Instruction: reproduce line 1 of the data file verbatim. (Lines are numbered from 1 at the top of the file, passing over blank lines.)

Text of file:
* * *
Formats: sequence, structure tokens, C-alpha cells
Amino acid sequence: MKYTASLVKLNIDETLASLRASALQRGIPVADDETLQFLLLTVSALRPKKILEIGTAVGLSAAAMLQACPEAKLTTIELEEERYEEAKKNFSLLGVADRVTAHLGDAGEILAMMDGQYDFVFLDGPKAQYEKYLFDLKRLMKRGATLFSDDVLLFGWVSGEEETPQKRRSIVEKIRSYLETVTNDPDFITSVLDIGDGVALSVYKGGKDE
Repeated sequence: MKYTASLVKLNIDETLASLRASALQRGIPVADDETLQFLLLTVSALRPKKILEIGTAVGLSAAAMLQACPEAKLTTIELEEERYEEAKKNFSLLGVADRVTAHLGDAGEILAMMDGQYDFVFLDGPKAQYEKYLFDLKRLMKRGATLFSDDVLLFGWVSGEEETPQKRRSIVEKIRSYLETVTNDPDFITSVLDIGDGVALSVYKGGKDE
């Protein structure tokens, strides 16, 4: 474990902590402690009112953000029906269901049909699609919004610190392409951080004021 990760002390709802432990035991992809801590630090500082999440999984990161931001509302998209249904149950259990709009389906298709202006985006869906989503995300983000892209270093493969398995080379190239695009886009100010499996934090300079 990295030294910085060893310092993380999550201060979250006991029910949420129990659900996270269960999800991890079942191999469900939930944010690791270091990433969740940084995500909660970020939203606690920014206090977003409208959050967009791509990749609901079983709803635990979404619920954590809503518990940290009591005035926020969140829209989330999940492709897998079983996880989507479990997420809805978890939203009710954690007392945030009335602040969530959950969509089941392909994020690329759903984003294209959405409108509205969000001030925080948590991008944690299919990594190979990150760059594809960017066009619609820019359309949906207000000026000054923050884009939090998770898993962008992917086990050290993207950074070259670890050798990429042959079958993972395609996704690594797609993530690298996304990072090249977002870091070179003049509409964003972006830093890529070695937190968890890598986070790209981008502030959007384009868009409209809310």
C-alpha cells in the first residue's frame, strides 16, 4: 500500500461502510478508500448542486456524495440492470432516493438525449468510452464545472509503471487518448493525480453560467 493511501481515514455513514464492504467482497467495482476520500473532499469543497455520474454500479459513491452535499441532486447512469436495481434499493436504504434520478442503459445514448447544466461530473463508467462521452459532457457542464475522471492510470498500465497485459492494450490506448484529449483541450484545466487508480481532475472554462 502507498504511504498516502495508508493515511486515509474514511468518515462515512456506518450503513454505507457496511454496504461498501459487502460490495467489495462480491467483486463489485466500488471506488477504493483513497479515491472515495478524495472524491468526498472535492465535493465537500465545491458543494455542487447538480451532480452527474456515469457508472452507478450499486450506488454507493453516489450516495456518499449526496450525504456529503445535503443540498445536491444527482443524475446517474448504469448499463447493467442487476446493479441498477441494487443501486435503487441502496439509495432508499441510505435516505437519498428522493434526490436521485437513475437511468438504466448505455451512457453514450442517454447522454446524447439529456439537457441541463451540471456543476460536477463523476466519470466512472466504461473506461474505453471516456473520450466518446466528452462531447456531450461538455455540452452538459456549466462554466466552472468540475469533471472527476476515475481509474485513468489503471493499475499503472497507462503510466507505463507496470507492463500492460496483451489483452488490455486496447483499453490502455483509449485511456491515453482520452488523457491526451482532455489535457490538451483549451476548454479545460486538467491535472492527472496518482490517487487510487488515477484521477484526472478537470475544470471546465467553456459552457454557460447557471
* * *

Formats: sequence, structure tokens, C-alpha cells